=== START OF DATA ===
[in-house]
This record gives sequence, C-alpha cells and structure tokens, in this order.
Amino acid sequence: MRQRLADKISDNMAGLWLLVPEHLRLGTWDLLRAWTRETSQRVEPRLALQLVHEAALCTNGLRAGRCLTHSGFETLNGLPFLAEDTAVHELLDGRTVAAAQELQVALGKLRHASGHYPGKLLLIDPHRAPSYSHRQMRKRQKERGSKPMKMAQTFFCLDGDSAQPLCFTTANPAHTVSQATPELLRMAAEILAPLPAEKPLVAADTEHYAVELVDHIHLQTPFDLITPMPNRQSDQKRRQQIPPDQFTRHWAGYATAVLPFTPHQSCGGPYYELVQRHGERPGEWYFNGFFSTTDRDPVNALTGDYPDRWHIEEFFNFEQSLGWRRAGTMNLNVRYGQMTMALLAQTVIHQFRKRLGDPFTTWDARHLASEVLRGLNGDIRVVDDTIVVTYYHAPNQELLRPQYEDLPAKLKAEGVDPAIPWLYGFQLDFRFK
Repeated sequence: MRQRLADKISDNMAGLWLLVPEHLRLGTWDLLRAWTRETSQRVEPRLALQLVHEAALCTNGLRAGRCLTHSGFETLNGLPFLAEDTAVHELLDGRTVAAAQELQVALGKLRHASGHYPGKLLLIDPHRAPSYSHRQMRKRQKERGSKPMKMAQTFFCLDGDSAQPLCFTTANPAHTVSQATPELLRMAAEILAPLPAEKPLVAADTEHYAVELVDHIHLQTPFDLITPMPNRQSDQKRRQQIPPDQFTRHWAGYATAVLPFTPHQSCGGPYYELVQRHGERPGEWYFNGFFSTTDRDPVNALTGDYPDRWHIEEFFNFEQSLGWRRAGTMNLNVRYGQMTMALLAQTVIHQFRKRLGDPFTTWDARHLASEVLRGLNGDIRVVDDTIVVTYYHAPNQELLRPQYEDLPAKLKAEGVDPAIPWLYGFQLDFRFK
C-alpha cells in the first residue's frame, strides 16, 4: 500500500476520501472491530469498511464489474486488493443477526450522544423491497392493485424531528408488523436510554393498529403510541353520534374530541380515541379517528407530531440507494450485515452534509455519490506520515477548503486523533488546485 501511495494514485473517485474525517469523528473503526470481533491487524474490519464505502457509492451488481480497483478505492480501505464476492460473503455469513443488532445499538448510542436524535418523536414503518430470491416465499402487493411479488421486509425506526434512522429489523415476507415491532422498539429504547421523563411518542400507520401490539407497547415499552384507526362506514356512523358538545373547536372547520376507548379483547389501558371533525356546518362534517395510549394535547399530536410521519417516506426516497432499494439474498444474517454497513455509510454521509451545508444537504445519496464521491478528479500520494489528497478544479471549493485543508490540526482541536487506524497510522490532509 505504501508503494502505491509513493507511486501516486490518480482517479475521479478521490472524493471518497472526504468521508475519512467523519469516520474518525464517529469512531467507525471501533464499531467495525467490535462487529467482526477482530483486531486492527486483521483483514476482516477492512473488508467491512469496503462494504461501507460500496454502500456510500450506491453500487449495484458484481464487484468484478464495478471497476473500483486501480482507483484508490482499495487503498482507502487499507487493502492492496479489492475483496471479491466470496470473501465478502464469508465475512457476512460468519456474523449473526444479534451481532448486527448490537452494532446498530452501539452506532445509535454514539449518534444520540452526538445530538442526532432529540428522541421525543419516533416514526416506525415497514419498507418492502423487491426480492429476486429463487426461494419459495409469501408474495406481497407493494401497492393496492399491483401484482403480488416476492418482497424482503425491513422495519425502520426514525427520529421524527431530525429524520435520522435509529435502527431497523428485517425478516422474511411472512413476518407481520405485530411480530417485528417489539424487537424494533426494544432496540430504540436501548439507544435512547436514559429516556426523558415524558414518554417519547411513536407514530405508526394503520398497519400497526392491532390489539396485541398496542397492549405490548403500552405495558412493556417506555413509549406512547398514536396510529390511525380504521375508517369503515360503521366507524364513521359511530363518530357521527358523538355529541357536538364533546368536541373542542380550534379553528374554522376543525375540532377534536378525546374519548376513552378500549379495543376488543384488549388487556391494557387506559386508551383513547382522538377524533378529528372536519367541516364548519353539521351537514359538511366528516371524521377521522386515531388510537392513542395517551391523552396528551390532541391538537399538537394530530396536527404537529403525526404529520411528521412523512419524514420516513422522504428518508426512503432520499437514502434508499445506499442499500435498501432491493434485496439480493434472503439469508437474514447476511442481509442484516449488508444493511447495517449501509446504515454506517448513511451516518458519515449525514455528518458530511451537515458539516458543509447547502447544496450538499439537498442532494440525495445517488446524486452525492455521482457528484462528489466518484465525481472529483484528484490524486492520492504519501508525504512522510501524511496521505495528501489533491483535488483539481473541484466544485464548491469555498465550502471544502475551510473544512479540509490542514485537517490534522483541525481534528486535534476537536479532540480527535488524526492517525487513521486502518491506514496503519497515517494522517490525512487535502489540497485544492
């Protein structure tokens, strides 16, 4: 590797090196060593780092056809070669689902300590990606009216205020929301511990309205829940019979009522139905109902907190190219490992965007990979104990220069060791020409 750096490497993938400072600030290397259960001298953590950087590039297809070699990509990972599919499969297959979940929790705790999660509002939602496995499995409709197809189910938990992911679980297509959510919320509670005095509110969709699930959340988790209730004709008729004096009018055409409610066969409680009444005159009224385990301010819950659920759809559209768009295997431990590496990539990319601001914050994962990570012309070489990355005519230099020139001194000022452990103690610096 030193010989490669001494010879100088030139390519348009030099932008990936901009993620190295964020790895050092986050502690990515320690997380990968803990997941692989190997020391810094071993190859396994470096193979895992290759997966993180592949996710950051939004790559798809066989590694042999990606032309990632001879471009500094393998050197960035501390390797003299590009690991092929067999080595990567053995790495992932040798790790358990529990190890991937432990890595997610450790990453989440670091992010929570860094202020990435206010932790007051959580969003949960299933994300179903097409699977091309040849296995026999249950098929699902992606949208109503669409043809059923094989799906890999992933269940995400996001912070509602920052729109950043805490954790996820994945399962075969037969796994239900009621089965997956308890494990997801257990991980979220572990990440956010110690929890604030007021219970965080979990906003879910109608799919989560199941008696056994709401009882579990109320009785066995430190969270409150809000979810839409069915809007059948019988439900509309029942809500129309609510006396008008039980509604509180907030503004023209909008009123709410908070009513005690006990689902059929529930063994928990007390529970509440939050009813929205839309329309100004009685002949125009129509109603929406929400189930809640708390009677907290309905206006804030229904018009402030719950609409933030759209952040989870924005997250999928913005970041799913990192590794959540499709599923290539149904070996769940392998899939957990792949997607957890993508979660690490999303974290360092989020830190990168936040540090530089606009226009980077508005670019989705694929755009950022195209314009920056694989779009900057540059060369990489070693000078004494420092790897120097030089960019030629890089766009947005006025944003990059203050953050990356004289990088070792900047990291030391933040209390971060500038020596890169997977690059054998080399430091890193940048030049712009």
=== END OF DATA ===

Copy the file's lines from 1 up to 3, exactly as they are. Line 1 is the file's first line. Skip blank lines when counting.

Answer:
[in-house]
This record gives sequence, C-alpha cells and structure tokens, in this order.
Amino acid sequence: MRQRLADKISDNMAGLWLLVPEHLRLGTWDLLRAWTRETSQRVEPRLALQLVHEAALCTNGLRAGRCLTHSGFETLNGLPFLAEDTAVHELLDGRTVAAAQELQVALGKLRHASGHYPGKLLLIDPHRAPSYSHRQMRKRQKERGSKPMKMAQTFFCLDGDSAQPLCFTTANPAHTVSQATPELLRMAAEILAPLPAEKPLVAADTEHYAVELVDHIHLQTPFDLITPMPNRQSDQKRRQQIPPDQFTRHWAGYATAVLPFTPHQSCGGPYYELVQRHGERPGEWYFNGFFSTTDRDPVNALTGDYPDRWHIEEFFNFEQSLGWRRAGTMNLNVRYGQMTMALLAQTVIHQFRKRLGDPFTTWDARHLASEVLRGLNGDIRVVDDTIVVTYYHAPNQELLRPQYEDLPAKLKAEGVDPAIPWLYGFQLDFRFK